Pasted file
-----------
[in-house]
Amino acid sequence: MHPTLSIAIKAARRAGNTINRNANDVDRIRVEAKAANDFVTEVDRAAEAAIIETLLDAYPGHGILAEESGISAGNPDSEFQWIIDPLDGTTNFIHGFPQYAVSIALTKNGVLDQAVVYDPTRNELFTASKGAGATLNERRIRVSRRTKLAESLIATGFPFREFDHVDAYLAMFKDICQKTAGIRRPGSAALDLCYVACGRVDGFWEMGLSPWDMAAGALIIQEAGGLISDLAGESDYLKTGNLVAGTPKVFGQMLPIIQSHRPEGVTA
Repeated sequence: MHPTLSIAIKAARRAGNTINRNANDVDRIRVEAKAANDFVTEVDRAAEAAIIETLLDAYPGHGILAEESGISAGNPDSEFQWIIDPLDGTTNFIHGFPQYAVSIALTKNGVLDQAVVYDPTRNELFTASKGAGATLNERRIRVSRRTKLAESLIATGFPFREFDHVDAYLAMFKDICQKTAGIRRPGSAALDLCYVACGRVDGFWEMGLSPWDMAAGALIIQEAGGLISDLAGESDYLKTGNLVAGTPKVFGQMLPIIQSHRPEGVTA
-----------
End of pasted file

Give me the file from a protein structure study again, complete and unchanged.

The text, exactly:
[in-house]
Amino acid sequence: MHPTLSIAIKAARRAGNTINRNANDVDRIRVEAKAANDFVTEVDRAAEAAIIETLLDAYPGHGILAEESGISAGNPDSEFQWIIDPLDGTTNFIHGFPQYAVSIALTKNGVLDQAVVYDPTRNELFTASKGAGATLNERRIRVSRRTKLAESLIATGFPFREFDHVDAYLAMFKDICQKTAGIRRPGSAALDLCYVACGRVDGFWEMGLSPWDMAAGALIIQEAGGLISDLAGESDYLKTGNLVAGTPKVFGQMLPIIQSHRPEGVTA
Repeated sequence: MHPTLSIAIKAARRAGNTINRNANDVDRIRVEAKAANDFVTEVDRAAEAAIIETLLDAYPGHGILAEESGISAGNPDSEFQWIIDPLDGTTNFIHGFPQYAVSIALTKNGVLDQAVVYDPTRNELFTASKGAGATLNERRIRVSRRTKLAESLIATGFPFREFDHVDAYLAMFKDICQKTAGIRRPGSAALDLCYVACGRVDGFWEMGLSPWDMAAGALIIQEAGGLISDLAGESDYLKTGNLVAGTPKVFGQMLPIIQSHRPEGVTA